Top police bosses Andrew Coster and Wally Haumaha have met virtually with Destiny Church leader Brian Tamaki over his plans for an anti-lockdown protest rally.
On Friday, Police Commissioner Coster and Deputy Commissioner Haumaha discussed health and safety measures with Tamaki for an upcoming protest rally expected to take place in two cities, Auckland and Christchurch.
"The three of us had a Zoom meeting and they recognise it is a part of the Bill of Rights for people to protest," Tamaki said. "We are trying to be responsible, and they said it is something they can't stop. We agreed to cooperate and we will make sure we are Covid responsible.
"Commissioner Coster asked for masks to be a condition, which I agreed to. It is a small compromise."
Following the meeting Coster wrote to Tamaki to summarise what was discussed.
Coster wrote while it was unusual for him to be involved in a discussion of that kind it reflects his concern about the level of interest in the gathering and its potential size.
"I do not wish to end up in the position that other jurisdictions have when policing protest activity, and prefer to take a preventative approach," he said.
"I note that the current health order requires that people do not leave their homes except for essential personal movement, which creates a risk to those attending this planned event. Police respects that protest is part of a free and well-functioning democracy.
"However, that must be weighed against the lawfulness and reasonableness of the protest activity. As we have indicated, gathering for a protest run other than in compliance with the law carries with it the risk of Covid transmission and may lead to enforcement action, including against yourself as an organiser," Coster said.
Coster told Tamaki he is concerned with the positioning of the protest and the particular use of the phrase "Let's get arrested".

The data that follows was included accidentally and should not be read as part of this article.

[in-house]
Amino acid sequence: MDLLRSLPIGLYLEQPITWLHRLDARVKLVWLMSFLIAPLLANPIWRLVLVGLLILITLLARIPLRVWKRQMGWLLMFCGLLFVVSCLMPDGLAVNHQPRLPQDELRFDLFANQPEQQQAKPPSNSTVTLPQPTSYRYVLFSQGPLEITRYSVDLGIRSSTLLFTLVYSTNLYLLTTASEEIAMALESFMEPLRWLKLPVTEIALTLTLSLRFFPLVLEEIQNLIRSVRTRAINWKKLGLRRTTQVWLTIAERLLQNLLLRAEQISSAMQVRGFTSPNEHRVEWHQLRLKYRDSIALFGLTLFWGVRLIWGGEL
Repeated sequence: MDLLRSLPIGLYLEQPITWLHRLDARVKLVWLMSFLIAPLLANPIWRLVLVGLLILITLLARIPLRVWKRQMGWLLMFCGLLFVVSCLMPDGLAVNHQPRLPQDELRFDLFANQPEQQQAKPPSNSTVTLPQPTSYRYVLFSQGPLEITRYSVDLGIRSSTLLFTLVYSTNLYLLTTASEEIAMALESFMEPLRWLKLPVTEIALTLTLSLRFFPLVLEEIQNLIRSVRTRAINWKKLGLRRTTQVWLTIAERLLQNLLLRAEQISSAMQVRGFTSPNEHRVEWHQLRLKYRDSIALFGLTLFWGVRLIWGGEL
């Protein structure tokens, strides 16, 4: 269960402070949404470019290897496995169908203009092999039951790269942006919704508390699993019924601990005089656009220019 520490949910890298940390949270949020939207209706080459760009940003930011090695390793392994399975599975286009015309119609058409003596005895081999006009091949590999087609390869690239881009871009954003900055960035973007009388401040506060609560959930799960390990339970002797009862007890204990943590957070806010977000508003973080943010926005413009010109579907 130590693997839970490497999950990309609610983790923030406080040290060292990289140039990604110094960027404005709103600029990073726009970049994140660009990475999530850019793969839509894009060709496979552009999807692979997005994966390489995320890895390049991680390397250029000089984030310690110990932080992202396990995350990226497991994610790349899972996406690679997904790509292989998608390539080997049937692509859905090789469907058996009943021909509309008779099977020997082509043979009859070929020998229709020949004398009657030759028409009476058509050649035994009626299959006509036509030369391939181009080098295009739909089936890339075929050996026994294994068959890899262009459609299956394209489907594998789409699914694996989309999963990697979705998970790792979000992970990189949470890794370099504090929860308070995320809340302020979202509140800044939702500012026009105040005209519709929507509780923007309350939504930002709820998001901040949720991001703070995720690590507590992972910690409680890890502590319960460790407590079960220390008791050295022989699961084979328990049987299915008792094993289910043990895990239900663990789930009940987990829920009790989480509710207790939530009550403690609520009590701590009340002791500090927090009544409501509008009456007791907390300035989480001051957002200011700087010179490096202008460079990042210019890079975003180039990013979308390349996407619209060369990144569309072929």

"We would ask that you clarify your public messaging on this point, i.e. be clear that you intend to run this event safely, and that you do not intend people to act in a way that leads to their arrest."
Coster said that in continuing with the planned event, "you do risk an enforcement response by Police".
The Auckland region is currently under alert level 3, with movement restricted to going to work, shopping or getting exercise. While some business travel is allowed, residents are required to stay within household bubbles and keep close to home.
Tamaki told the Herald the protests have been organised by the Freedom and Rights Coalition.
"This is a peaceful protest to say lockdowns are damaging our livelihoods and the mental state of this country," he said.
There will be a motorcade of tractors, motorcycles, utes and classic cars, said Tamaki.
"We want everyone to wear black and white masks, there will be free hand sanitiser stations and QR scanning codes. Families will self-distance and remain in their bubbles on individual mats. Kissing, hugging and handshakes are banned - waving is allowed."
Tamaki believed the gathering wouldn't be violent, like the recent Covid protests in Australia.
"This is a peaceful family-friendly event. We have security personnel who will be moving amongst crowds to ensure all participants are behaving peacefully."
Epidemiologist Michael Baker said it was a high-risk activity in the time of a pandemic at alert level 3 in Auckland, but wearing a mask at all times will minimise some risk.
"This opposes the need for physical distancing but an event outdoors is a lower risk of transmission unless it is a still day. The real problem is going to be in Auckland, where it only takes one person who is infectious to potentially infect a lot of people. The difficulty is what happens before and after the protest like shared transport and socialising afterwards, especially indoors where most people don't wear masks inside.
"Almost by definition, this is breaking across many different bubbles. The people who are protesting in favour of their freedoms are also renowned for not wearing masks unless they absolutely have to," Baker said.
Where to get a vaccination in Auckland - without a booking
High-profile businessman and Auckland mayoral contender Leo Molloy - who is a close friend of the Tamakis - is one of the speakers.
Molloy said his speech is about why Kiwis should get vaccinated.
"I will talk about the right to make an informed decision and to trust science. I'll talk about the responsibility leaders have in every sector, political, business, religion, sport, even gangs - every sector should have strong leaders who will preach the bible about being vaccinated.